Before being mounted on a surface such as a wall or a ceiling the module units may be joined to form larger module elements and may be so positioned with respect to each other that the projections 13 and 14 change regularly along the edges of the element.

When the module unit is made by material being poured into the panel structure 1, said panel structure 1 is turned so that the fastening member 2 faces upwards, the panel structure 1 being placed on a bottom plate or tray, whereafter the material is poured through a central opening 16a, the surrounding openings 17, 18, 19, and 20 being subjected to vacuum so that the material spreads and combines with the frame. The bottom plate, which is not shown, may be smooth or it may have been given such a form that a pattern or a relief will be formed on the outer surface of the finished module unit.

FIG. 6 shows to the right a finished module unit comprising moulded material 18a, a panel structure 1 and a fastening member 2, by way of which the module unit is secured to a surface, e.g. a wall 20a, by means of screws 19a. The figure shows to the left another module unit in the process of being mounted immediately before the groove 9 of one of its side edges is caused to engage the tongue 5 of the secured module unit. The tongue-and-groove joint makes the module units interlock securely and forms a completely tight joint, and the frame sides 3 and 7 respectively serve the additional purpose of reinforcing the plate edges also to facilitate the mounting of the module units as they form "joints" with exactly the same thickness all the way round. It will be understood that, if desired, it would also be possible to mould the covering or building material so that said material will have a thickness exceeding the height of the frame as is suggested by means of dotted lines in FIG. 6. Also in this instance the frame sides 3 and 7 define very accurately the thickness of joints 21, which can be filled in a usual way after the mounting of the module units, should this be desired.

In addition to an industrial production the panel structure according to FIG. 1 may be manufactured by being moulded in situ, the panel structure for instance being secured to a wall of relatively primitive material before the moulding. This provides among other things a highly adhesive plaster covering of a surface which in this way is divided up into sections corresponding to the module unit.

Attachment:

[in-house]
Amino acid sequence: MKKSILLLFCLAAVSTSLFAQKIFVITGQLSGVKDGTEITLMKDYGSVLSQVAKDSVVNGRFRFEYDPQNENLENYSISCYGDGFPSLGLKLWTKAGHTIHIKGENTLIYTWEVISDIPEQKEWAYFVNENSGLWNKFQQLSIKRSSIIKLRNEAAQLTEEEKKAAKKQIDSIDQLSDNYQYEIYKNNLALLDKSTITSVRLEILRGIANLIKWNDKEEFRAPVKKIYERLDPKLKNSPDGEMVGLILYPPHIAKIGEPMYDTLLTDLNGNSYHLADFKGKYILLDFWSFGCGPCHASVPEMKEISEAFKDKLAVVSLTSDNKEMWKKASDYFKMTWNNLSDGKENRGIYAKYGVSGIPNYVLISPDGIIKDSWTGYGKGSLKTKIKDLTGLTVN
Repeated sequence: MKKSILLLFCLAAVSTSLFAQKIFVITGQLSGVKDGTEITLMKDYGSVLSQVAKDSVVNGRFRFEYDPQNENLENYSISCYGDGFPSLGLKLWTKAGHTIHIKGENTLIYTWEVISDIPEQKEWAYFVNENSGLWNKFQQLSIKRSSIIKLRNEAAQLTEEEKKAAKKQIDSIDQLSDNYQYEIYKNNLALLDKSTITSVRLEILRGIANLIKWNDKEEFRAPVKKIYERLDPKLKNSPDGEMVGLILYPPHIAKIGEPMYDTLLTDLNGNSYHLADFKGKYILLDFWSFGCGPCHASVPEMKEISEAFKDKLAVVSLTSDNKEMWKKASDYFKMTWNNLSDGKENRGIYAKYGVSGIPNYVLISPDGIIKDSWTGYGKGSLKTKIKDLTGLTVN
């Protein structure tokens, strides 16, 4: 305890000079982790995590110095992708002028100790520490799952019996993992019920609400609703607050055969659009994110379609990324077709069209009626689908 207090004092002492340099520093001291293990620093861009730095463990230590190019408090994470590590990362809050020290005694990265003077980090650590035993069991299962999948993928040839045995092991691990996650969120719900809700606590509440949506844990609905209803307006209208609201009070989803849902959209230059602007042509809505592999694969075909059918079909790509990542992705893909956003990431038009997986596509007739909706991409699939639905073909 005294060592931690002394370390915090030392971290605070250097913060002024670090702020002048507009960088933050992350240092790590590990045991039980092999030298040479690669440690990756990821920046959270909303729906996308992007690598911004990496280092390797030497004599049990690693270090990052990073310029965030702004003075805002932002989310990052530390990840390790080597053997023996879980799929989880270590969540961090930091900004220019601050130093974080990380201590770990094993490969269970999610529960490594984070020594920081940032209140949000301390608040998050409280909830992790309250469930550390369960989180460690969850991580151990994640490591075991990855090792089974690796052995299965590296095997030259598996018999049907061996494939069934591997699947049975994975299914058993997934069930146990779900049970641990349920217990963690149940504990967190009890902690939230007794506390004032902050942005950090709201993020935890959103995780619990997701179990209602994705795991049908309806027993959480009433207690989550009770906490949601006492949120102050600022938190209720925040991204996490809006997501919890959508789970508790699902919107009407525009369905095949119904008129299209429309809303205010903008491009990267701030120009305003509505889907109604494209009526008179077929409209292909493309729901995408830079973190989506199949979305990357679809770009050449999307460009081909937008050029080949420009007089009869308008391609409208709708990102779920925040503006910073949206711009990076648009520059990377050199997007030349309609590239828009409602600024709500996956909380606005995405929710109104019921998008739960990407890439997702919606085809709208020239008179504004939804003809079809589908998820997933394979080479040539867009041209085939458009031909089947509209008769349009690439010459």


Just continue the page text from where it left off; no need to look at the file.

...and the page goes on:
In addition to its use for covering floors, ceilings, and walls the module unit according to the invention may advantageously be used for manufacturing for instance tile-topped tables and for many different forms of mosaic works. Finally, assembled to larger module elements the module unit may be used for construction purposes.

FIG. 7 shows a special embodiment of the panel structure according to the invention here forming a building element of considerable thickness. The module unit here forms a double panel structure, the fastening member 2a, which at one side is connected to the relatively thin frame 1, carrying at its opposite sides a wider frame 1a having outside grooves 9a and 9b respectively at the two frame sides shown and having corresponding tongues at the two frame sides not shown. It will be understood that depending on its width the frame 1a may be provided with a number of grooves. Hereby is provided a precision building element which, if desired, at one side of the fastening member can have a thickness like that of a supporting wall and which at the other side can have thin plate shaped material. The grooves and the tongues may form interlocking members being so strong as to render superfluous any mortaring of the building elements.

It will be understood that the panel structure may be modified in several ways within the scope of the invention by changing the number and the width of the frame sides and by changing the shape and the width of the fastening member 2.

Patent Citations
Cited PatentFiling datePublication dateApplicantTitle
US1692438 *Apr 10, 1926Nov 20, 1928Gates Sylvester ATar-laid building material
US1864774 *May 2, 1931Jun 28, 1932Storm Raymond WSound and heat insulated flcoring
US2223721 *Nov 1, 1939Dec 3, 1940Harry ErnstoffWall construction and wall construction material
US2251840 *Aug 1, 1940Aug 5, 1941Duffy Jr Charles GCeiling tile
US3238682 *Dec 23, 1963Mar 8, 1966Misceramic Tile IncComposite floor and process
US3520095 *May 10, 1968Jul 14, 1970Lundmark Fritz ArneMounting means for tiles
US3657852 *Sep 15, 1969Apr 25, 1972Douglas R HensonFloor tiles
Referenced by
Citing PatentFiling datePublication dateApplicantTitle
US5421118 *Dec 20, 1993Jun 6, 1995Bauer; Kirk W.Lawn edging system
US5993107 *Dec 22, 1997Nov 30, 1999Bauer; Kirk W.Paver block edging system
US7487622 *May 17, 2006Feb 10, 2009Wang Dennis HInterlocking frame system for floor and wall structures
US20060260223 *May 17, 2006Nov 23, 2006Wang Dennis HInterlocking Frame System for Floor and Wall Structures
Classifications
U.S. Classification52/387, 52/592.1, 52/391
International ClassificationE04F15/12, E04F15/08
Cooperative ClassificationE04F15/12, E04F15/08
European ClassificationE04F15/08, E04F15/12